Wednesday, March 14, 2012

Matsaman Curry

A few years ago we took a Thai cooking class from Niddy Lindsley for Joe's birthday. She came to our house armed with a rice cooker and bags of groceries and taught us the traditional way of cooking several different Thai dishes. We took lots of notes and still try to replicate her dishes in our kitchen years later.

Tonight we made a version of Matsaman curry (my favorite curry). Usually it's made with onion, potatoes, and pork or chicken. This time we used what we had on hand, which happened to be an eggplant, some carrots, and some chicken thighs.

On a good week, I try to plan at least three meals and shop for all the ingredients on Sunday. This was not one of those weeks. I managed to get to the store, but I had no plan. So I bought some random veggies that looked good and that I knew we liked: eggplant, carrots, asparagus, cabbage, and some kale. I bought some boneless chicken thighs because they are relatively cheap, and the ingredients for my current favorite snack, cottage cheese and pineapple. Between the basic veggies I bought and our Costco stash of salmon burgers, Ling Ling Potstickers, and chicken apple sausages I knew we could figure out some simple meals this week.  

So while this particular version of curry is definitely not traditional, it's still a delicious, home-cooked meal. 

I love how she uses the coconut milk in this dish. You add the thick, creamy part of the coconut milk first, which rises to the top of the can, and then you pour in the remaining coconut water later on in the cooking process. For this to work, you can't use light coconut milk, you can't shake the can before you open it, and you have to make sure that you buy one without guar gum, which I think is a stabilizer that keeps it from separating. We like Aroy-D the best, but Mae Ploy is good too, which is what we used this time. We also like Mae Ploy curry paste, as seen below.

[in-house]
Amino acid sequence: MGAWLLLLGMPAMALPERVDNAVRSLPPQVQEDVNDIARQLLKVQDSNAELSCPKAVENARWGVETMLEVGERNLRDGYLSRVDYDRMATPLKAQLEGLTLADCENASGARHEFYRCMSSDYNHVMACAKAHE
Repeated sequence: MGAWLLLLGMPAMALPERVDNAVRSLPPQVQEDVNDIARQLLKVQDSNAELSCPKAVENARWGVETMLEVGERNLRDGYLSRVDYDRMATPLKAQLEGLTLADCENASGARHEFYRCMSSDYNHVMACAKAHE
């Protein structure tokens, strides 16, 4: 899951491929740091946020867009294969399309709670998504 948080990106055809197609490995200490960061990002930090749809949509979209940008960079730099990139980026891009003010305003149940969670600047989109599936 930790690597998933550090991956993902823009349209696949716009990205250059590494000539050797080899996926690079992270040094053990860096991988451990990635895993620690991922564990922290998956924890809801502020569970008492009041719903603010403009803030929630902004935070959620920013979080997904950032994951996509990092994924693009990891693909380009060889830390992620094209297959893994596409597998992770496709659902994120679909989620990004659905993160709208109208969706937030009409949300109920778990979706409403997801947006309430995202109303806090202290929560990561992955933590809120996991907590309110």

Matsaman Curry with Chicken Thighs, Eggplant, and Carrots
adapted from Niddy Lindsley
serves 4

Notes: If you wanted to be more traditional, use 2 medium potatoes and 1 medium onion, diced, instead of the eggplant and carrots. If you click on the link to her original recipe, you'll see a few more ingredients on her list that we didn't use. We just didn't have them on hand, but if you do (or have time to go buy them) by all means, use them. Your dish will be that much more authentic and delicious. 

2-4 tablespoons vegetable or canola oil
2-3 tablespoons Matsaman curry paste
1 pound boneless chicken thighs, trimmed of excess fat, and chopped
1 can coconut milk (15-19 ounces)
1 cup water (or more as needed)
1 medium-large eggplant, chopped into 1/2 inch pieces
2 medium carrots, diced or cut into matchsticks
1/2 cup roasted peanuts
1-2 tablespoons fish sauce
1 tablespoon sugar
2 tablespoons lime juice
basil (Thai or regular) for garnish

While you get your other ingredients ready, place the diced eggplant into a strainer, place the strainer on a plate, and sprinkle some salt over the eggplant. Let sit for at least 30 minutes and up to one hour. This helps extract bitterness.

In a large pot, heat the oil over medium-high heat. When hot, add the curry paste. Cook until fragrant, 4-5 minutes, stirring constantly so it doesn't burn. 

Add the chicken, and a little more oil if the pot looks too dry. Cook until browned for 6-8 minutes, stirring frequently. Add the creamy part of the coconut milk and simmer 4-5 minutes, until you can see the red oil start to separate and float to the top. 

Add the eggplant, carrots, peanuts, and the rest of the coconut milk (the watery part). Add more water to cover if needed. Stir to combine and simmer for about 20 minutes or so, stirring occasionally. The red oil will separate to the top again. 

Add the sugar, fish sauce (pictured below), and lime juice. Taste and add more fish sauce or lime juice as needed. If it's not spicy enough for you, add more curry paste.

Serve over rice. Garnish with the basil. 


  1. Eggplants and carrots sound more interesting than potatoes in the curry dishes. This looks saucy and really flavourful.

  2. My hubby LOVES this curry too. I can't wait to be continually inspired by your blog. Goodness knows my cooking needs some spicing up ;)

  3. Yum!! Is it spicy at all? I like yellow basically no heat!

    1. It's not a real spicy curry, just a hint of heat for me, so not like red or green. That's why it's my favorite!

  4. What a beautiful bowl of curry! I'm certain it tastes marvelous, too~


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